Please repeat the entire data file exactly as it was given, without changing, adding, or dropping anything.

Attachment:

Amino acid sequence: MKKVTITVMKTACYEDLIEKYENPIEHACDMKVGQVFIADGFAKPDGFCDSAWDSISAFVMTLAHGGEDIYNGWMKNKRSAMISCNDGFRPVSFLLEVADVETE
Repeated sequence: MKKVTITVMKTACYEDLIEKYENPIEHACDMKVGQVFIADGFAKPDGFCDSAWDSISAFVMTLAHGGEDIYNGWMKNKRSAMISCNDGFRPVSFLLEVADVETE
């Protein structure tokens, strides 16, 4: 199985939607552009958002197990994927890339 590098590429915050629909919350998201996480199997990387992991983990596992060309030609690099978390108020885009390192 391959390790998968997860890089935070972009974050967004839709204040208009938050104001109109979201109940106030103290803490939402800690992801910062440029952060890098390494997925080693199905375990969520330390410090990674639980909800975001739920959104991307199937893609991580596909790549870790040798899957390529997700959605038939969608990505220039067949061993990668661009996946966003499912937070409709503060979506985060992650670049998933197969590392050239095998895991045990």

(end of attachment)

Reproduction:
Amino acid sequence: MKKVTITVMKTACYEDLIEKYENPIEHACDMKVGQVFIADGFAKPDGFCDSAWDSISAFVMTLAHGGEDIYNGWMKNKRSAMISCNDGFRPVSFLLEVADVETE
Repeated sequence: MKKVTITVMKTACYEDLIEKYENPIEHACDMKVGQVFIADGFAKPDGFCDSAWDSISAFVMTLAHGGEDIYNGWMKNKRSAMISCNDGFRPVSFLLEVADVETE
């Protein structure tokens, strides 16, 4: 199985939607552009958002197990994927890339 590098590429915050629909919350998201996480199997990387992991983990596992060309030609690099978390108020885009390192 391959390790998968997860890089935070972009974050967004839709204040208009938050104001109109979201109940106030103290803490939402800690992801910062440029952060890098390494997925080693199905375990969520330390410090990674639980909800975001739920959104991307199937893609991580596909790549870790040798899957390529997700959605038939969608990505220039067949061993990668661009996946966003499912937070409709503060979506985060992650670049998933197969590392050239095998895991045990």